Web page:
Enable Oklahoma Intrastate Transmission LLC v. 25 Foot Wide Easement et al

Filing 80

ORDER denying 59 Motion for New Trial. Signed by Honorable Vicki Miles-LaGrange on 7/21/2017. (ac)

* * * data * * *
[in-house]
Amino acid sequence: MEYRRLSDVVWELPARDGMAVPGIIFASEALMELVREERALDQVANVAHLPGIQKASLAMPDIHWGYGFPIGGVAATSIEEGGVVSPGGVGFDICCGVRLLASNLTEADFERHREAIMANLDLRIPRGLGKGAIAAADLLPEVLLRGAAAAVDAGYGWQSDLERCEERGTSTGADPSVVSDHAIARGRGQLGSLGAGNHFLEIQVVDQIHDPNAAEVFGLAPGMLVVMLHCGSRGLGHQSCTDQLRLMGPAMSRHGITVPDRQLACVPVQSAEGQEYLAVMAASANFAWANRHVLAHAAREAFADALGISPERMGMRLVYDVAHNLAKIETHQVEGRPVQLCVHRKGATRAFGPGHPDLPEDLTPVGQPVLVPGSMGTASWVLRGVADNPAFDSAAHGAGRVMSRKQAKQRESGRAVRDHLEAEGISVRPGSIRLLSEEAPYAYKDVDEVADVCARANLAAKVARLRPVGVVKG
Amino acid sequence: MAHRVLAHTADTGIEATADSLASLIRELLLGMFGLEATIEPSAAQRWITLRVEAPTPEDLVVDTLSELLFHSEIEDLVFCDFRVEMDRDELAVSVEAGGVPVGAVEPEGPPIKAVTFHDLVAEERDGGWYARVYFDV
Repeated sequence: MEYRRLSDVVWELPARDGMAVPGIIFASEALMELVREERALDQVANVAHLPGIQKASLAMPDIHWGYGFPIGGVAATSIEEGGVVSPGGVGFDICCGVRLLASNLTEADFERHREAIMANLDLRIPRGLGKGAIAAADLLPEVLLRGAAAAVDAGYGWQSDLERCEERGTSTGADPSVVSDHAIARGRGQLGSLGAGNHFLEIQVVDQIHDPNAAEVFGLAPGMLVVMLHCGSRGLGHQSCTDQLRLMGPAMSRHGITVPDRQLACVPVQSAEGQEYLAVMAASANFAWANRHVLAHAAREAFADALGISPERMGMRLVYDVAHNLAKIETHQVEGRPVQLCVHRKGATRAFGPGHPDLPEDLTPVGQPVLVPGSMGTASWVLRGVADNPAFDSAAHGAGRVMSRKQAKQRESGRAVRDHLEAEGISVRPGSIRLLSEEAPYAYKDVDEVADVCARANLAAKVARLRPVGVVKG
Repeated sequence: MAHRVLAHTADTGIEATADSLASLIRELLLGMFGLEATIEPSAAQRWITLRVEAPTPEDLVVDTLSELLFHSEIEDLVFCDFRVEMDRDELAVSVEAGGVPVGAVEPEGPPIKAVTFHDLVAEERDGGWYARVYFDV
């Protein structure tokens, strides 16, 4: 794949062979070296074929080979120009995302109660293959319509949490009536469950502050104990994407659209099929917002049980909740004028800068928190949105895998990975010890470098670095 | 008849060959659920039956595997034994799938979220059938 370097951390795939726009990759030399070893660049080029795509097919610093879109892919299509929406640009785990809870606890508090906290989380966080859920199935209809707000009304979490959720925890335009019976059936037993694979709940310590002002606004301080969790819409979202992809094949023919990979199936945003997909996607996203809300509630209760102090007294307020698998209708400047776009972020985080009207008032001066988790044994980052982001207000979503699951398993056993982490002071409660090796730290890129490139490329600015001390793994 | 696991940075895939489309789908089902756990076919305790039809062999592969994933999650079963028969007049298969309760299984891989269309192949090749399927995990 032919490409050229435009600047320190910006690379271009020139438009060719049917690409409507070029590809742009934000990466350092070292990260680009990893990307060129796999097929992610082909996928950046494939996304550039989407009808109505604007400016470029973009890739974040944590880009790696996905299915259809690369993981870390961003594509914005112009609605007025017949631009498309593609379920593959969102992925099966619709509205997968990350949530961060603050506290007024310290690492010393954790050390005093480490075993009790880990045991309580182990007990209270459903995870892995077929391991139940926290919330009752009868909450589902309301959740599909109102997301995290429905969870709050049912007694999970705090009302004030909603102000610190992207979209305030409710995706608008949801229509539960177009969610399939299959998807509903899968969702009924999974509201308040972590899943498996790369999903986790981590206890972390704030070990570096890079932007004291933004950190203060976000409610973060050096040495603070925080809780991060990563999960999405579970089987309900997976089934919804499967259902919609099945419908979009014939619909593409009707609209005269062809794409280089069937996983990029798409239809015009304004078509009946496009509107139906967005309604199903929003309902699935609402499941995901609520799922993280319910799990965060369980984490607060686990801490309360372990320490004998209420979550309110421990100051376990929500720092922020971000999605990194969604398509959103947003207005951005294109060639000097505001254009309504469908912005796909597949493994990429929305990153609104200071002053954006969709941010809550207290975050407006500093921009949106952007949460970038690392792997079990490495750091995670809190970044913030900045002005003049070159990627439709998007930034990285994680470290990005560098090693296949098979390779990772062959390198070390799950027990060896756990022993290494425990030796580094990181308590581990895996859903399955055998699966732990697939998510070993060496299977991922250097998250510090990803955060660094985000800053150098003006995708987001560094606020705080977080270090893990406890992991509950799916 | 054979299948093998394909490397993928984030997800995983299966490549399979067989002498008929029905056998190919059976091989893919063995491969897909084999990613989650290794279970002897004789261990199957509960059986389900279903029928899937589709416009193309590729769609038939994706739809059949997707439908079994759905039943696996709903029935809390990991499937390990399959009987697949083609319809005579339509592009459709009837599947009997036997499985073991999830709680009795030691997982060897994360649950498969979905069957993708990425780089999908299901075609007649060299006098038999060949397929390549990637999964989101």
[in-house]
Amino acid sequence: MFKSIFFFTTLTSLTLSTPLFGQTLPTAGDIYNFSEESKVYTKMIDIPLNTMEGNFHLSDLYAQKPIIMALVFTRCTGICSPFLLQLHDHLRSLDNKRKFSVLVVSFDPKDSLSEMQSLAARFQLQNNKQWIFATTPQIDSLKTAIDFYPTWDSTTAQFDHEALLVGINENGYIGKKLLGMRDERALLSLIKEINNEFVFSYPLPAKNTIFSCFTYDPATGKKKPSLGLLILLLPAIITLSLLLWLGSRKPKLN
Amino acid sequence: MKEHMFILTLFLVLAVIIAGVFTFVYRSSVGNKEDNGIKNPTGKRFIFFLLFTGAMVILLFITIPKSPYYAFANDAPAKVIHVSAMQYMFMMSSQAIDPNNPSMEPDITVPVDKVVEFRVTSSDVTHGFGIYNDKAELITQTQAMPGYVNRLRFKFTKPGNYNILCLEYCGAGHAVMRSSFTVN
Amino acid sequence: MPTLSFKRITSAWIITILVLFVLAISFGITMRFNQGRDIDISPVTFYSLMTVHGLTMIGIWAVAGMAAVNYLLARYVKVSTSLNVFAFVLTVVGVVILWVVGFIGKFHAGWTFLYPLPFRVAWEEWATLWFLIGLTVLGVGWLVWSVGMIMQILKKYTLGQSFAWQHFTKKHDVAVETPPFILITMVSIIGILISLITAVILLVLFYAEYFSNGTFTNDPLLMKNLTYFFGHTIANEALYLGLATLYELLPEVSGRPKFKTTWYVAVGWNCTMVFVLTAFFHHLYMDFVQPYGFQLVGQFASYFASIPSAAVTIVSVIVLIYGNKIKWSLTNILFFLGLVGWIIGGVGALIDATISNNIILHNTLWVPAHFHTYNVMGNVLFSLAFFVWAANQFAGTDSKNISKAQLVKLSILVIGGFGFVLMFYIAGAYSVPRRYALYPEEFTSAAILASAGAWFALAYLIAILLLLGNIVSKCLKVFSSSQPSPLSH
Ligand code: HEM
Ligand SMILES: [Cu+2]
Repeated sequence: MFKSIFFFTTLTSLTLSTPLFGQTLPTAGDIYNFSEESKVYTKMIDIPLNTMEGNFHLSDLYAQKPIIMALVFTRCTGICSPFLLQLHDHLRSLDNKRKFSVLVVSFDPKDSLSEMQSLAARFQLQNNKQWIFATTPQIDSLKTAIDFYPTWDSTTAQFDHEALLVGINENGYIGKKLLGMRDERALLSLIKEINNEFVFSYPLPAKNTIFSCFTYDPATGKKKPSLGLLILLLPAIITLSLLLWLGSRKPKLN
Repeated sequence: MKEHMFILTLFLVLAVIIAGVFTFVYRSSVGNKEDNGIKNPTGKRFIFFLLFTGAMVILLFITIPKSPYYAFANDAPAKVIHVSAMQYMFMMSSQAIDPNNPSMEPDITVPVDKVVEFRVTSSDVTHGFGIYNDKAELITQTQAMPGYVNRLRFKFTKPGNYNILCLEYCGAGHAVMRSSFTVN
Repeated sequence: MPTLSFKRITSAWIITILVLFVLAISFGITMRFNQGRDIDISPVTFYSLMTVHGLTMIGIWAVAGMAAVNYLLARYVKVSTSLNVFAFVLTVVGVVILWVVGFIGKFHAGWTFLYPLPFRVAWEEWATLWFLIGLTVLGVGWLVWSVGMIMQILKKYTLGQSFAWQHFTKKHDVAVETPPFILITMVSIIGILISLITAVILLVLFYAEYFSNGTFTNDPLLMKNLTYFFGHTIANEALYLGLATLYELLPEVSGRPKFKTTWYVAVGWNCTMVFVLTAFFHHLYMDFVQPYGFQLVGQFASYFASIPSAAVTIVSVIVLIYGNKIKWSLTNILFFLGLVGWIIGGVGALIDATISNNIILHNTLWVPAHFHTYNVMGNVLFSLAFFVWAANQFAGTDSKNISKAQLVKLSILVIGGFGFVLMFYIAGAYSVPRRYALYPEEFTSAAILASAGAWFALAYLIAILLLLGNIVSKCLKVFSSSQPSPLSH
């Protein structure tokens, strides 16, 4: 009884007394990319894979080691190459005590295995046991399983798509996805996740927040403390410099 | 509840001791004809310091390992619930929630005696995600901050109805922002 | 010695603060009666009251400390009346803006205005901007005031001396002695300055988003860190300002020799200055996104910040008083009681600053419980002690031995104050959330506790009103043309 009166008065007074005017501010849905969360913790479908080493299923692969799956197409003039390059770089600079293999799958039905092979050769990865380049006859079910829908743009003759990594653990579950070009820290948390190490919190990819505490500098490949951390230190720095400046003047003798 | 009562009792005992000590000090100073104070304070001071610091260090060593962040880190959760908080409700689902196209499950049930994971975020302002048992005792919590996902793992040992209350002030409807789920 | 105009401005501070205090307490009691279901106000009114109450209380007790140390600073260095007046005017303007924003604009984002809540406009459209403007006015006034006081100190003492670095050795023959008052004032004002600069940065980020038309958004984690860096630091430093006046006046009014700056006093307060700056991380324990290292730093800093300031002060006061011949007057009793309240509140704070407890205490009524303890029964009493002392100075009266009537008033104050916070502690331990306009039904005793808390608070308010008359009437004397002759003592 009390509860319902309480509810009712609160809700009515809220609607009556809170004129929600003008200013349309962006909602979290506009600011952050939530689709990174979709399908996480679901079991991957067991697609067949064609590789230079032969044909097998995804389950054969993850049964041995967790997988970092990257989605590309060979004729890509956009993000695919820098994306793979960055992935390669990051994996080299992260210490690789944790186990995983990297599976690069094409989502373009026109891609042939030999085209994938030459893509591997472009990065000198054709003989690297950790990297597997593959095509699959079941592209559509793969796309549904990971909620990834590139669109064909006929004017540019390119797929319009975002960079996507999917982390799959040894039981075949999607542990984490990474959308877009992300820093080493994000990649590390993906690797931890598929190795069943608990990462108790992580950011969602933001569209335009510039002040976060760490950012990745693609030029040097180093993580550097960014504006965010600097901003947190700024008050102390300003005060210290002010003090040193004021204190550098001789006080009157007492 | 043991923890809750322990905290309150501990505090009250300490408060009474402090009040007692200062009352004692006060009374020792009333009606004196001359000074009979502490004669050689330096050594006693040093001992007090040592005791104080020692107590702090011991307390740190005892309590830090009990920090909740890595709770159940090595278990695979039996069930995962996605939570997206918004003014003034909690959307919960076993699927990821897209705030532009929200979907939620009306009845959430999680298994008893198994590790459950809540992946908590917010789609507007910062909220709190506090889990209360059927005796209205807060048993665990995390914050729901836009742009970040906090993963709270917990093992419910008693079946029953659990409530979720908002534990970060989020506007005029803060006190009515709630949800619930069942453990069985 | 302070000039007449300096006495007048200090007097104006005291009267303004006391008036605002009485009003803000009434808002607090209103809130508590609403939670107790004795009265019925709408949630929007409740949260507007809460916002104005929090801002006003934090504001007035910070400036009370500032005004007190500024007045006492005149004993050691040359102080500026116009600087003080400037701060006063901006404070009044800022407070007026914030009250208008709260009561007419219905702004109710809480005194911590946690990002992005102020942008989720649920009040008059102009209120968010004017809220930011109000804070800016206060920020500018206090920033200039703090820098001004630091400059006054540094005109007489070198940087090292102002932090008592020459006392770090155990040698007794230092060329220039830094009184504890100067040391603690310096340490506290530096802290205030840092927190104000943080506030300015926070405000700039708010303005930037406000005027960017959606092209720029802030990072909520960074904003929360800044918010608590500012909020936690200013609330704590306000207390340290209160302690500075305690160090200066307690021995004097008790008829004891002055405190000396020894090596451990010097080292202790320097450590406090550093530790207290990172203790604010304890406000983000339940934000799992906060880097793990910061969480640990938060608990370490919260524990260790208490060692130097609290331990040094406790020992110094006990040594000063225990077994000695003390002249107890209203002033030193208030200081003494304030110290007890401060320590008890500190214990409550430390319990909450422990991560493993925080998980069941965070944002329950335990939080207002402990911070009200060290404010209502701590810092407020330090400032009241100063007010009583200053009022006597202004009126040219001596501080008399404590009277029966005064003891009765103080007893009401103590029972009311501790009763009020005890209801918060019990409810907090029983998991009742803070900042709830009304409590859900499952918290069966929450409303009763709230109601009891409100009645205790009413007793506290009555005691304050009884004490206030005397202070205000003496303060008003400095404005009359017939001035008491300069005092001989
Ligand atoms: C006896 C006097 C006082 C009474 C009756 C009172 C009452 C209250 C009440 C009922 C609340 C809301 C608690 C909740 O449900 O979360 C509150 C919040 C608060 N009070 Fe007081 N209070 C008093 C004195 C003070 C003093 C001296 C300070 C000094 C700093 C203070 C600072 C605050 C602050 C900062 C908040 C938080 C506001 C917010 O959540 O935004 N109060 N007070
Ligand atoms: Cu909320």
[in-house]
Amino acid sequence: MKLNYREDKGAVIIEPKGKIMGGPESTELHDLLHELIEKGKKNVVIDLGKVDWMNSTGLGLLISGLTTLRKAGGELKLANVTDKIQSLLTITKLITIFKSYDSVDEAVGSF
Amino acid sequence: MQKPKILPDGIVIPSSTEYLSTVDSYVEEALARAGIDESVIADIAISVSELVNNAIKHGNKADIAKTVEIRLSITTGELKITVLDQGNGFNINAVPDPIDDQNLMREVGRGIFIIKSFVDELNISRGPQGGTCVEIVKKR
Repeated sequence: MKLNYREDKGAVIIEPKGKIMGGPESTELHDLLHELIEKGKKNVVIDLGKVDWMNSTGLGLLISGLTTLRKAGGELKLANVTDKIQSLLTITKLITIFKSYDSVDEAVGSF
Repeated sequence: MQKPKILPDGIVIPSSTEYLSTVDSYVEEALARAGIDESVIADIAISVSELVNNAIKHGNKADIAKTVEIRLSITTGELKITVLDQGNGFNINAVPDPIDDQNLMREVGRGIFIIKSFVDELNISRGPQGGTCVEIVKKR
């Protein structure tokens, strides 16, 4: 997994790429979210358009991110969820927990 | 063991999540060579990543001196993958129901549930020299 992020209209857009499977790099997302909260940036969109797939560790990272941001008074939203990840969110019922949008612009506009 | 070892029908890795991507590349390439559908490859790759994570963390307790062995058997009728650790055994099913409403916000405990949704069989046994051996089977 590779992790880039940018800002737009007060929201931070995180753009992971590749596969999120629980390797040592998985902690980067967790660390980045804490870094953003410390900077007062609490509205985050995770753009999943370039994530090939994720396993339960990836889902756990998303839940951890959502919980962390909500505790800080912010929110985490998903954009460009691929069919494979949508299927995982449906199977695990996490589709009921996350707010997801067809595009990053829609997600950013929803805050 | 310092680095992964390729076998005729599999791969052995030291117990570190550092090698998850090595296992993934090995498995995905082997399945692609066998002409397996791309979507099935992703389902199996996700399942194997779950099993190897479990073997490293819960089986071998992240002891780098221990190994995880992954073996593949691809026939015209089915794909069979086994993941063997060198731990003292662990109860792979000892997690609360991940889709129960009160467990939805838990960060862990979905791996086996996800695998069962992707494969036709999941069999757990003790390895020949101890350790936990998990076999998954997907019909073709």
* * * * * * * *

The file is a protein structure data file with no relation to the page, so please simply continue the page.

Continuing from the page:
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IN THE UNITED STATES DISTRICT COURT FOR THE WESTERN DISTRICT OF OKLAHOMA ENABLE OKLAHOMA INTRASTATE TRANSMISSION, LLC, a Delaware limited liability company, ) ) ) ) Plaintiff, ) ) vs. ) ) A 25 FOOT WIDE EASEMENT and ) right-of-way for underground natural gas ) pipeline lying and situated in the Southwest ) Quarter of the Southeast Quarter and the ) West Half of the Southeast Quarter of the ) Southeast Quarter in Section 28, Township 7 ) North, Range 11 West of the I. B. & M., in ) Caddo County, State of Oklahoma, et al., ) ) Defendants. ) Case No. CIV-15-1250-M ORDER Before the Court is plaintiff’s Motion for New Trial, filed September 14, 2016. On September 28, 2016, the individual defendants filed their response, and on October 5, 2016, plaintiff filed its reply to the individual defendants’ response. On November 2, 2016, defendant United States filed its response, and on November 16, 2016, plaintiff filed its reply to defendant United States’ response. On March 9, 2017, plaintiff filed a notice of supplemental authority, and on March 13, 2017, the individual defendants filed a response to plaintiff’s notice of supplemental authority. Finally, on May 26, 2017, the individual defendants filed a Notice of Subsequently Decided Authority. On August 18, 2016, this Court granted defendants’ motions to dismiss and dismissed this case. Plaintiff now moves, pursuant to Federal Rule of Civil Procedure 59, for a new trial. Specifically, plaintiff contends that this Court erred as a matter of law when it held that fractionalized interests of allotted Indian land, which escheated from a deceased allottee to an Indian Tribe through operation of the Indian Land Consolidation Act, became cloaked with sovereign immunity, thus precluding condemnation of the land and the joinder of the Tribe. The United States Court of Appeals for the Tenth Circuit recently addressed this specific issue in Public Service Company of New Mexico v. Barboan, 857 F.3d 1101 (10th Cir. 2017), and affirmed the district court’s dismissal of a condemnation action for lack of subject matter jurisdiction as to two land parcels in which an Indian Tribe held an interest. The Tenth Circuit held “[w]hen all or part of a parcel of allotted land owned by one or more individuals is transferred to the United States in trust for a tribe; that land becomes ‘tribal land’ not subject to condemnation under § 357.” Id. at 1111 (internal quotations and citation omitted). The Tenth Circuit further held that “because the tribe owns an interest in the disputed parcels, § 357’s ‘[l]ands allotted in severalty to Indians’ prerequisite is inapplicable and so the law gives [plaintiff] no authority to condemn. And that deprives us of federal jurisdiction under 28 U.S.C. § 1331.” Id. at 1112. In light of the Tenth Circuit’s opinion in Public Service Company of New Mexico v. Barboan, the Court finds that it did not err in dismissing this case. Accordingly, the Court DENIES plaintiff’s Motion for New Trial [docket no. 59]. IT IS SO ORDERED this 21st day of July, 2017.

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